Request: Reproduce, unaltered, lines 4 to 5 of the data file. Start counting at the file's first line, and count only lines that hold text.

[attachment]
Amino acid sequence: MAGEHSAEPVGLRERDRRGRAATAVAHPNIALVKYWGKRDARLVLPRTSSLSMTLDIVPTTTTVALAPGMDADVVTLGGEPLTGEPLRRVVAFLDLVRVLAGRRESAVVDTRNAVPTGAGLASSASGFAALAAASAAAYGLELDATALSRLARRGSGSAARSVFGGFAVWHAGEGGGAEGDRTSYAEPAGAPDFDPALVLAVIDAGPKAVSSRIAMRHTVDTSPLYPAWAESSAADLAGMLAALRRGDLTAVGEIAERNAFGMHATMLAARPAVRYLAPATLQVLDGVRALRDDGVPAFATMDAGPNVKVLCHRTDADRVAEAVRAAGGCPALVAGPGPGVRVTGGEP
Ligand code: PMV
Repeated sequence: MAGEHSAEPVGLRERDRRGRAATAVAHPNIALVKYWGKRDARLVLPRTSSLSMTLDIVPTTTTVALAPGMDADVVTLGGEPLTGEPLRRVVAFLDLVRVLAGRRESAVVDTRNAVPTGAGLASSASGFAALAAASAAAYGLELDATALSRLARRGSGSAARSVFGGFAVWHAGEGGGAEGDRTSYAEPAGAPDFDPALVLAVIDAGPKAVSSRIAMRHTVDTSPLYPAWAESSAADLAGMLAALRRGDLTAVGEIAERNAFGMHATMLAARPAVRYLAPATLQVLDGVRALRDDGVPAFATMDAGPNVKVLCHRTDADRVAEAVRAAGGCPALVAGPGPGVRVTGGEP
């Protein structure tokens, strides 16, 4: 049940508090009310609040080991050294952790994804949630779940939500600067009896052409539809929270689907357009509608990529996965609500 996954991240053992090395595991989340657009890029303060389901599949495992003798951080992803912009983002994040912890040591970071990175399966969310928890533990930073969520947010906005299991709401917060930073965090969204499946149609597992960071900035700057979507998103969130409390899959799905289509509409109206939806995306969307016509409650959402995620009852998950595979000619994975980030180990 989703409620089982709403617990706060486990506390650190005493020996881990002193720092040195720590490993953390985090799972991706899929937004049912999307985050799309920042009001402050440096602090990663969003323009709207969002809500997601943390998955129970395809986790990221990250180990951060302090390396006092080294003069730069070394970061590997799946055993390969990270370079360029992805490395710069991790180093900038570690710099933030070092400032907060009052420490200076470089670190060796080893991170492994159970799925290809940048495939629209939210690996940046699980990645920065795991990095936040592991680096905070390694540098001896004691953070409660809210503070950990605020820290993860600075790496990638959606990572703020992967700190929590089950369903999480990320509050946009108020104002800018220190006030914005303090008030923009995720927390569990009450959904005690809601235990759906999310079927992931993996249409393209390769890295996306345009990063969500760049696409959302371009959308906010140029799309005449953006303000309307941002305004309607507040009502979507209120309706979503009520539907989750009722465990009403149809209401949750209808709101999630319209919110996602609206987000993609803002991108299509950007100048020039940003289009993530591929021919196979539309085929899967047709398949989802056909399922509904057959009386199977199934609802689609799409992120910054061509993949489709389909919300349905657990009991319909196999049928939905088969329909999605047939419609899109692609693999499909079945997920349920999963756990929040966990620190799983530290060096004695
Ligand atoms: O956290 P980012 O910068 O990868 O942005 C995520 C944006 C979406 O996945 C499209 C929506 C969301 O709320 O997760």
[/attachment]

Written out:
């Protein structure tokens, strides 16, 4: 049940508090009310609040080991050294952790994804949630779940939500600067009896052409539809929270689907357009509608990529996965609500 996954991240053992090395595991989340657009890029303060389901599949495992003798951080992803912009983002994040912890040591970071990175399966969310928890533990930073969520947010906005299991709401917060930073965090969204499946149609597992960071900035700057979507998103969130409390899959799905289509509409109206939806995306969307016509409650959402995620009852998950595979000619994975980030180990 989703409620089982709403617990706060486990506390650190005493020996881990002193720092040195720590490993953390985090799972991706899929937004049912999307985050799309920042009001402050440096602090990663969003323009709207969002809500997601943390998955129970395809986790990221990250180990951060302090390396006092080294003069730069070394970061590997799946055993390969990270370079360029992805490395710069991790180093900038570690710099933030070092400032907060009052420490200076470089670190060796080893991170492994159970799925290809940048495939629209939210690996940046699980990645920065795991990095936040592991680096905070390694540098001896004691953070409660809210503070950990605020820290993860600075790496990638959606990572703020992967700190929590089950369903999480990320509050946009108020104002800018220190006030914005303090008030923009995720927390569990009450959904005690809601235990759906999310079927992931993996249409393209390769890295996306345009990063969500760049696409959302371009959308906010140029799309005449953006303000309307941002305004309607507040009502979507209120309706979503009520539907989750009722465990009403149809209401949750209808709101999630319209919110996602609206987000993609803002991108299509950007100048020039940003289009993530591929021919196979539309085929899967047709398949989802056909399922509904057959009386199977199934609802689609799409992120910054061509993949489709389909919300349905657990009991319909196999049928939905088969329909999605047939419609899109692609693999499909079945997920349920999963756990929040966990620190799983530290060096004695
Ligand atoms: O956290 P980012 O910068 O990868 O942005 C995520 C944006 C979406 O996945 C499209 C929506 C969301 O709320 O997760």